NRL News

Belgium’s euthanasia law is unconstitutional, says high court. It’s not permissive enough.

by | Oct 25, 2022

By Michael Cook

Nearly 2,700 people were euthanised in Belgium in 2021, according to the official figures from the national euthanasia commission – an increase of 10% over the previous year. Euthanasia has become normalised – about 1 death in 50 is due to euthanasia.

However, in the past couple of years Belgian doctors have realised that they can get in legal hot water over these deaths. In a prominent case in 2020, three doctors went on trial for “poisoning” Tina Nys, a 38-year-old woman in 2010. Her sisters pursued them through the courts for a decade. The doctors were acquitted.

Now Belgium’s Constitutional Court has moved to shield doctors from such complaints.

Although all three doctors in the Tine Nys case were acquitted, the court acknowledged that there was a “reasonable doubt” that the doctor who actually performed the euthanasia had not complied with the conditions and procedures of the law. This left him exposed to legal action for civil damages.

The Court ruled that Article 3 of the euthanasia law implies that violation of “procedural” conditions for legally ending someone’s life is punishable by the same standards as the violation of so-called “fundamental” conditions. In other words, doctors could go to jail whether they euthanised someone without consent or they just made “mistakes” in the paperwork.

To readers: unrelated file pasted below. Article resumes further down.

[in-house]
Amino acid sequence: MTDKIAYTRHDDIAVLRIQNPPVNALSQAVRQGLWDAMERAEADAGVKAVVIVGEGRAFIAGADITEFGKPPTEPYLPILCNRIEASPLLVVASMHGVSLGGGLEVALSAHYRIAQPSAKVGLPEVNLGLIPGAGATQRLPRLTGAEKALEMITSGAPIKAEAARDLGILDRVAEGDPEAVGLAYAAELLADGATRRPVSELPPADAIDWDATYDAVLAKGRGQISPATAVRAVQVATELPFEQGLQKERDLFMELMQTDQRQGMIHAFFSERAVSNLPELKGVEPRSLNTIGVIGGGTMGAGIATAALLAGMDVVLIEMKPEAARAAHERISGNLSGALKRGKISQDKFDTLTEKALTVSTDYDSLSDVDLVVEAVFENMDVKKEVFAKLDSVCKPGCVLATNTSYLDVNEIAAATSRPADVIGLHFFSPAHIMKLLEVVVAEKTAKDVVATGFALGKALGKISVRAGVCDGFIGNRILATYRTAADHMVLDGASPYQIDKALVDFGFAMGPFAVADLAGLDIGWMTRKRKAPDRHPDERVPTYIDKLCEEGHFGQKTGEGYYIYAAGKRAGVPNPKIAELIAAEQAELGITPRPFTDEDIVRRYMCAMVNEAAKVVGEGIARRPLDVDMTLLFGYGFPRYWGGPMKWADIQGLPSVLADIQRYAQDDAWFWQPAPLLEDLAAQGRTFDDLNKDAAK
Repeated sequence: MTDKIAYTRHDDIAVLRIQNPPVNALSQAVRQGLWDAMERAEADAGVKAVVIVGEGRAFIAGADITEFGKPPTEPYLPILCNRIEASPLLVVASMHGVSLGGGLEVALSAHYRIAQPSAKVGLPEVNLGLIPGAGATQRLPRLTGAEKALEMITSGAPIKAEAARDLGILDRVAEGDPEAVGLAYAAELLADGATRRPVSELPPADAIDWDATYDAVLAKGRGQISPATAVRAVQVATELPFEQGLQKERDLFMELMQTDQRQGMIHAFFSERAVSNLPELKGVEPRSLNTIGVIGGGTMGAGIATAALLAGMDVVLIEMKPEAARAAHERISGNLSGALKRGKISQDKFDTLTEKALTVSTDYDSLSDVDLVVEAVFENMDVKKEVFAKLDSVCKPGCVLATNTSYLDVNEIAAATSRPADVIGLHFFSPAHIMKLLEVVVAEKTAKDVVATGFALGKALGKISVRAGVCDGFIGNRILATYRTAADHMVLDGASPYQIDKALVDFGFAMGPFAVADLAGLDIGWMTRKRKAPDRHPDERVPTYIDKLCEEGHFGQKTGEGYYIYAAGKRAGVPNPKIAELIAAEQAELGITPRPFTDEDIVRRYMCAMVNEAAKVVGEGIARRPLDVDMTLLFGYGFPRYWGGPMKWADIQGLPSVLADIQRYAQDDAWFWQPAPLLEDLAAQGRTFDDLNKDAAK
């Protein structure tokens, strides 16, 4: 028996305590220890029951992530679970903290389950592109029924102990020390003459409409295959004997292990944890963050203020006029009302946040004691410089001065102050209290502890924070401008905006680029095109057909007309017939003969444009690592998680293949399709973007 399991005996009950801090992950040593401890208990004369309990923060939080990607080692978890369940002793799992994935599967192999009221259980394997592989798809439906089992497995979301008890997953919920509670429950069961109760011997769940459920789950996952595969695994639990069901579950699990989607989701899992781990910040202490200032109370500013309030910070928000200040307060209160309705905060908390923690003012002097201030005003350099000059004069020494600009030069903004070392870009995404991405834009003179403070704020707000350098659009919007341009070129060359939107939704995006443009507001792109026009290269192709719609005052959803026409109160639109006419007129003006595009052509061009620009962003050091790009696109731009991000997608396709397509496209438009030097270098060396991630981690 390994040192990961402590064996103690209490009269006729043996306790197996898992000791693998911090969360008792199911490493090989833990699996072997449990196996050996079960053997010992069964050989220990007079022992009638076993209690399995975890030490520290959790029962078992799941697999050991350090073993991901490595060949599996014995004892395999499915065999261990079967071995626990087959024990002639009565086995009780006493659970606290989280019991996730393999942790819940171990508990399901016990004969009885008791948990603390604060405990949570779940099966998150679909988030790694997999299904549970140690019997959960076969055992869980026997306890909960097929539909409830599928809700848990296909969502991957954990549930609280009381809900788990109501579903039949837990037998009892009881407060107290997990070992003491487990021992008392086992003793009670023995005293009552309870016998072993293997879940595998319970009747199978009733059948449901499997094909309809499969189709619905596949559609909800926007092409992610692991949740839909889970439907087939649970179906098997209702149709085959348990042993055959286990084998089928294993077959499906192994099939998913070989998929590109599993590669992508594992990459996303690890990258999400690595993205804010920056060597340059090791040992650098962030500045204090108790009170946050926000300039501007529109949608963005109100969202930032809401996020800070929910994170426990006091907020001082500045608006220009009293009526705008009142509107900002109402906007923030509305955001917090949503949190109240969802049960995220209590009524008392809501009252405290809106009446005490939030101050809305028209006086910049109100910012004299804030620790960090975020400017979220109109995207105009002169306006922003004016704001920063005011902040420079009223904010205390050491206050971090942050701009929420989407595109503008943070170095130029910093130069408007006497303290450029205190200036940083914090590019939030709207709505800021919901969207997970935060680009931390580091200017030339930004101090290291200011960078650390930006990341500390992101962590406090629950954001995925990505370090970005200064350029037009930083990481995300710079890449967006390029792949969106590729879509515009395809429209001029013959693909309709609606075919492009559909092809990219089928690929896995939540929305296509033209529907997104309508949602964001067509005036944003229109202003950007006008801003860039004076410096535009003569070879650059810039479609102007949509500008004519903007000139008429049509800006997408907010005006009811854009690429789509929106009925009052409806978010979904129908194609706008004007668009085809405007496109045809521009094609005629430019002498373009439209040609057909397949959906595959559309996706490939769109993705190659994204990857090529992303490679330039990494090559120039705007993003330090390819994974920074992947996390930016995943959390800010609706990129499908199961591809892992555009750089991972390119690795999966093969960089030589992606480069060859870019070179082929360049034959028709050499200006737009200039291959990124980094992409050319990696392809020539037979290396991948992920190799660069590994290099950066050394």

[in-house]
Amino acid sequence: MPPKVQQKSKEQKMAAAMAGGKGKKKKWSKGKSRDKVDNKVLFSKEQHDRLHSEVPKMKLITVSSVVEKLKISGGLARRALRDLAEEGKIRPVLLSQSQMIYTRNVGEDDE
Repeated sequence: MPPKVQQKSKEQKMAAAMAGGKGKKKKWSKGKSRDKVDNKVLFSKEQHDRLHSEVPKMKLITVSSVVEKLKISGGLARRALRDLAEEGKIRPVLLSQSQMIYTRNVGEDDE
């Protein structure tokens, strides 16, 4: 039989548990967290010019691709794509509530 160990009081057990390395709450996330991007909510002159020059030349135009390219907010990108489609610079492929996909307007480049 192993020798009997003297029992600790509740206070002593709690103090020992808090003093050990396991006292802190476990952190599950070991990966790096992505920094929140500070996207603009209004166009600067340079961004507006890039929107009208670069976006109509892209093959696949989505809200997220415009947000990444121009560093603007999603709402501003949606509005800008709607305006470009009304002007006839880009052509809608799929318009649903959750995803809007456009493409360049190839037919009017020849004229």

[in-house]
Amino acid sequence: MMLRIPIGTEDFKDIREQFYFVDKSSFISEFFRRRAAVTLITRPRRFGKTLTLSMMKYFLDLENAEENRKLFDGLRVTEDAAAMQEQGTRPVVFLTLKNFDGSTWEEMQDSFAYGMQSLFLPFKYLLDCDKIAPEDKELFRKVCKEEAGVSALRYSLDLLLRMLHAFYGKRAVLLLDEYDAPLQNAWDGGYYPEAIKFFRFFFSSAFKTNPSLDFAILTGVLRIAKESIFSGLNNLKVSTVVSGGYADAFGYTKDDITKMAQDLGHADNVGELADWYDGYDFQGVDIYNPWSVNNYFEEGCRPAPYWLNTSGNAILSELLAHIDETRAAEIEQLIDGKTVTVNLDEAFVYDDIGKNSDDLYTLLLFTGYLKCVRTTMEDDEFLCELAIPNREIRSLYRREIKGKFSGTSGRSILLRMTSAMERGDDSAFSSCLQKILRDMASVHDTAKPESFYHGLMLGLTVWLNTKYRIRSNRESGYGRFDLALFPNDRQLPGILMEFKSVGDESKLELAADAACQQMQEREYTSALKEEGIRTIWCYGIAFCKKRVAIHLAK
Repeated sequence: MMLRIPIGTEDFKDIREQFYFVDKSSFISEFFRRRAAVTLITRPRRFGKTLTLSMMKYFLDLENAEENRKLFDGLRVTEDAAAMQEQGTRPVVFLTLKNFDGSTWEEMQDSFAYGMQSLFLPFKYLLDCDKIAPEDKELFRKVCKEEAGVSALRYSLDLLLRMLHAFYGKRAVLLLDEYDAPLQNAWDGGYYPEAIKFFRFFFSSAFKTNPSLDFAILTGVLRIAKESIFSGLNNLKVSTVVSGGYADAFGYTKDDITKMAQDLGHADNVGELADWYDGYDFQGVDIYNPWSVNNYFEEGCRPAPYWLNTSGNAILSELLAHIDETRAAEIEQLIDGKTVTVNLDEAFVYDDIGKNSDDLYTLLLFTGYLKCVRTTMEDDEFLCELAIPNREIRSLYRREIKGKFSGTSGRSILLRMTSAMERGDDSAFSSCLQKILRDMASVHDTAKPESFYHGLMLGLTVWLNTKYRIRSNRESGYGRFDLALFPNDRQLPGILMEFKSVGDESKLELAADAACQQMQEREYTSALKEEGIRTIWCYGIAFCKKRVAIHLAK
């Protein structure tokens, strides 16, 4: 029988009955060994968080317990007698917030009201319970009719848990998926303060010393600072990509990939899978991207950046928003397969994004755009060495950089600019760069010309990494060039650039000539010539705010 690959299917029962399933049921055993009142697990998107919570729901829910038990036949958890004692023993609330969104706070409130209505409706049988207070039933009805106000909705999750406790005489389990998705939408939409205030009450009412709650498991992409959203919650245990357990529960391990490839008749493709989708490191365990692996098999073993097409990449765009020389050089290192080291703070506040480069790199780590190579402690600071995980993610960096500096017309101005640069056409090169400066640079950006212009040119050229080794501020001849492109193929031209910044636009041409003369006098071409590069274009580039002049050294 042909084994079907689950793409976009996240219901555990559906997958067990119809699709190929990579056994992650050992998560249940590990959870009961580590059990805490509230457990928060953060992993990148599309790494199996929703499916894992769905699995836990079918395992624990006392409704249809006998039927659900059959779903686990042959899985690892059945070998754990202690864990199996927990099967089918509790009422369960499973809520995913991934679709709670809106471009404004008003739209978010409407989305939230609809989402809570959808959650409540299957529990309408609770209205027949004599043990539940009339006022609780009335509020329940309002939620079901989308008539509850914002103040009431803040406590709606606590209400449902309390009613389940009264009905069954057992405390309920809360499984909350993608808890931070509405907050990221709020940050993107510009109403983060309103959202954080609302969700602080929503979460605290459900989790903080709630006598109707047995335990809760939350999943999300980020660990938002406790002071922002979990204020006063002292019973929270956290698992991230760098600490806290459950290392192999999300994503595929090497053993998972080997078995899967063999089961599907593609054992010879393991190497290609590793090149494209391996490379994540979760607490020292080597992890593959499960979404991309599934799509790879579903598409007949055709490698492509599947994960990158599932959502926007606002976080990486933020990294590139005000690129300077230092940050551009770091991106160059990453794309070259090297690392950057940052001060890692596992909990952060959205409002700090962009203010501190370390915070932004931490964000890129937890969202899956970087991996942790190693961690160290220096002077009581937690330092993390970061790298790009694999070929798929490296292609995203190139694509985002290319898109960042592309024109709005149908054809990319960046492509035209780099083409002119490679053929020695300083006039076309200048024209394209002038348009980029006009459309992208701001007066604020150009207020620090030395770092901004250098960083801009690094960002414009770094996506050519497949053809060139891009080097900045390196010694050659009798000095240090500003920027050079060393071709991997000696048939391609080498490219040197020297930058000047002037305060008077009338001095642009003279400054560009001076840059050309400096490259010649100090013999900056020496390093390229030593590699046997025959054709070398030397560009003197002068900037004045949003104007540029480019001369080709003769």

This, said the Court, is intuitively unreasonable and also unconstitutional, because it violates the principles of equality and non-discrimination enshrined by Articles 10 and 11 of the Belgian Constitution. It decreed that the law should be amended.

This may pose some difficulties for the Belgian parliament. A well-known bug in its euthanasia system is that a large proportion of cases are not reported at all to the Commission fédérale de contrôle et d’évaluation de l’euthanasie. A BMJ article in 2010 estimated that it was as many as half. But who knows? When doctors ignore the required paperwork, parliament become unable to regulate it.

Paperwork is evidence of compliance. Omitting paperwork could be evidence of a crime. According to a white paper by ADF International, “Euthanasia cases have been reported to the Control Commission without the latter finding any trace of a written request upon examination of the documents.”

It will be interesting to see if Parliament can draft a law which keeps doctors honest without being pettyfogging.

Editor’s note. This appeared at BioEdge and reposted with permission.

Categories: Euthanasia